PIs: Erica Halverson, Kimberly Sheridan
University of Wisconsin-Madison
The practices of critique and portfolio creation are crucial to successful learning from design and making. Critique involves carefully describing the properties of one’s work, analyzing how the properties function together, envisioning other possible approaches and solutions, evaluating what has been done and which next steps to take, and communicating these ideas to an audience. Critique practices allow a learner to build a series of successive mental representations that include both technical expertise and content understanding. These representations, in turn, allow learners to develop meta-representational competence — the ability to know when to invoke representational tools to solve a given problem at a given time. In this Cyberlearning and Future Learning Technologies RAPID project, the PIs are developing, testing, and disseminating an on-line critique and portfolio tool to foster learning among young people participating in maker spaces and studying the effects of such support on participants’ learning. They are adapting existing critique and portfolio tools that have been used in more formal learning environments for use in maker spaces and by middle school and high school age learners. RAPID funding is allowing the PIs to refine the tools for use by youngsters in maker spaces in time for some 300 mentors to integrate use of the software into between 100 and 200 maker spaces during Summer, 2014. Analysis of participants’ learning during Summer, 2014, will both add to our understanding of how to support learning while designing and making and will inform subsequent refinement of the critique and portfolio tools.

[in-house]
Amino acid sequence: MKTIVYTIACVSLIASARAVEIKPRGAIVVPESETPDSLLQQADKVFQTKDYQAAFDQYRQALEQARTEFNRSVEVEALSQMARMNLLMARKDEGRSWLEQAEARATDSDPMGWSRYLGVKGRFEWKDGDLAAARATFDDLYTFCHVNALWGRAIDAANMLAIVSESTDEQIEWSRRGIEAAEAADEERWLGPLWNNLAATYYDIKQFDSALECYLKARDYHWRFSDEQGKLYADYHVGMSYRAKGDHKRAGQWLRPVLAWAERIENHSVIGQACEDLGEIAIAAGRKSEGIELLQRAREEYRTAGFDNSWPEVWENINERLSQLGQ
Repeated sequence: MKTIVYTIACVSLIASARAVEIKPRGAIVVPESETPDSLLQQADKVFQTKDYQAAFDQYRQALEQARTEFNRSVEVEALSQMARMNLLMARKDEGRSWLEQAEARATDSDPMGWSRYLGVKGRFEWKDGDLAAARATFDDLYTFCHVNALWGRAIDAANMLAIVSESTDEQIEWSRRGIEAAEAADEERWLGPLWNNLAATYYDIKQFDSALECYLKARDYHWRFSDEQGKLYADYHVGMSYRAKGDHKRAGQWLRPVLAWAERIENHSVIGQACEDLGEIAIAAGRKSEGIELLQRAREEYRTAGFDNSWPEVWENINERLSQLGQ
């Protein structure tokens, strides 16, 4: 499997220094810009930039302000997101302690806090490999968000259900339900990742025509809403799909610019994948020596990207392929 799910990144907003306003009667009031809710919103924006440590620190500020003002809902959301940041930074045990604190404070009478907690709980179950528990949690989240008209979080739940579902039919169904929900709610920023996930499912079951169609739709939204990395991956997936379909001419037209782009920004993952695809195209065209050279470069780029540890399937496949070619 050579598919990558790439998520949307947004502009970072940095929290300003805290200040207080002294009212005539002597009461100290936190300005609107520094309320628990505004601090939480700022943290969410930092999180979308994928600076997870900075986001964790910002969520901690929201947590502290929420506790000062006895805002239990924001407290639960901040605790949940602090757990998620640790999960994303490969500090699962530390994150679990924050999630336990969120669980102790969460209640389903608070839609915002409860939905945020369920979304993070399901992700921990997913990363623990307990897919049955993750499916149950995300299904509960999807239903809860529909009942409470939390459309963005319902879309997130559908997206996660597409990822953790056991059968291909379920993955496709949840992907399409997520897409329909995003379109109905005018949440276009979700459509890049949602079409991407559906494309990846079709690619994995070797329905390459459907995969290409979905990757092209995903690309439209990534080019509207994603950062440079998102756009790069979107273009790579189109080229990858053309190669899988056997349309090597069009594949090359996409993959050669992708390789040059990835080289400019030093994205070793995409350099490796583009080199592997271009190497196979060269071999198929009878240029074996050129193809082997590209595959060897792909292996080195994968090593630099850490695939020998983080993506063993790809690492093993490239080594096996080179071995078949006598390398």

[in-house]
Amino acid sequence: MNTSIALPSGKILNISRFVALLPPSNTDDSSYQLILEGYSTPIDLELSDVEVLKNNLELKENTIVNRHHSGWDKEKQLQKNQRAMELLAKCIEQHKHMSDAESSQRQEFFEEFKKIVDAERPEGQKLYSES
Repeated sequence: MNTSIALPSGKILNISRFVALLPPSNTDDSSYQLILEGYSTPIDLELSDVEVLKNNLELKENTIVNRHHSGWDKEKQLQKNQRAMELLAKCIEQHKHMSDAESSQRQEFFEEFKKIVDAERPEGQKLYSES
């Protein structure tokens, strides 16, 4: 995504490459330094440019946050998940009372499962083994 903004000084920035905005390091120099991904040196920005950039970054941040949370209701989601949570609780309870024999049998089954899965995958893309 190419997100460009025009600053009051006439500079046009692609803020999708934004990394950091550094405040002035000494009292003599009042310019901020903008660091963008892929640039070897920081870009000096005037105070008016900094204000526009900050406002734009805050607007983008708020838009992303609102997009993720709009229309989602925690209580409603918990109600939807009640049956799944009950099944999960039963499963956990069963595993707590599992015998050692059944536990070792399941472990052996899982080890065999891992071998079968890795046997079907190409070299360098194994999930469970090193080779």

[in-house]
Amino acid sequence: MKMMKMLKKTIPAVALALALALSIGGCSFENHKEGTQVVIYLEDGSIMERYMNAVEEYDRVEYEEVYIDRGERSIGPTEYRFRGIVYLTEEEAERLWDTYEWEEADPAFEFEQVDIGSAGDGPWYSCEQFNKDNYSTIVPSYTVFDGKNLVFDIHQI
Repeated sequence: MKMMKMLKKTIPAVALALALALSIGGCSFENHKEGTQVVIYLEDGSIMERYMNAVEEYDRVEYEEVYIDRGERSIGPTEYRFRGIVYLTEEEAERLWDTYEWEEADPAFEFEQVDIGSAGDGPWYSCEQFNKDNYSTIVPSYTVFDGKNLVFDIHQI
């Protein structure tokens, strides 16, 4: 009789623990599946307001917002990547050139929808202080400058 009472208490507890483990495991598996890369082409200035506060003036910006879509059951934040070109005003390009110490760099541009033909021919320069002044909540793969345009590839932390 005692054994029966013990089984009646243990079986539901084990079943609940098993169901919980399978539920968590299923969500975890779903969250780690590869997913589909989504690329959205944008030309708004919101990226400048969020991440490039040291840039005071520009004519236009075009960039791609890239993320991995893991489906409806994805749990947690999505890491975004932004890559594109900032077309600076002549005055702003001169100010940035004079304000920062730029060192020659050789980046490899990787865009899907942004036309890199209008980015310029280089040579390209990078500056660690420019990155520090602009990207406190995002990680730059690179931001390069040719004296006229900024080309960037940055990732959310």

While much of the current literature on learning through making has focused on the engineering aspects of making, the PIs argue that successful making sits at the intersection of the arts, engineering, and entrepreneurship, and that the most successful and engaged learners will be those who are given access to all three of these fields together and to experts who can help them practice designing, making, and reflection in the ways they are done by experts. It is generally difficult for maker spaces to have the necessary expertise to foster such practices available on site all the time. The PIs are developing cyber-enabled solutions to both challenges simultaneously: to engage young makers in meaningful critique practices and to give them access to experts and expert practices without requiring face-to-face contact. The proposed project is making these solutions easily exportable to informal learning environments across the United States that are bringing a learning-through-making approach to their work with young people.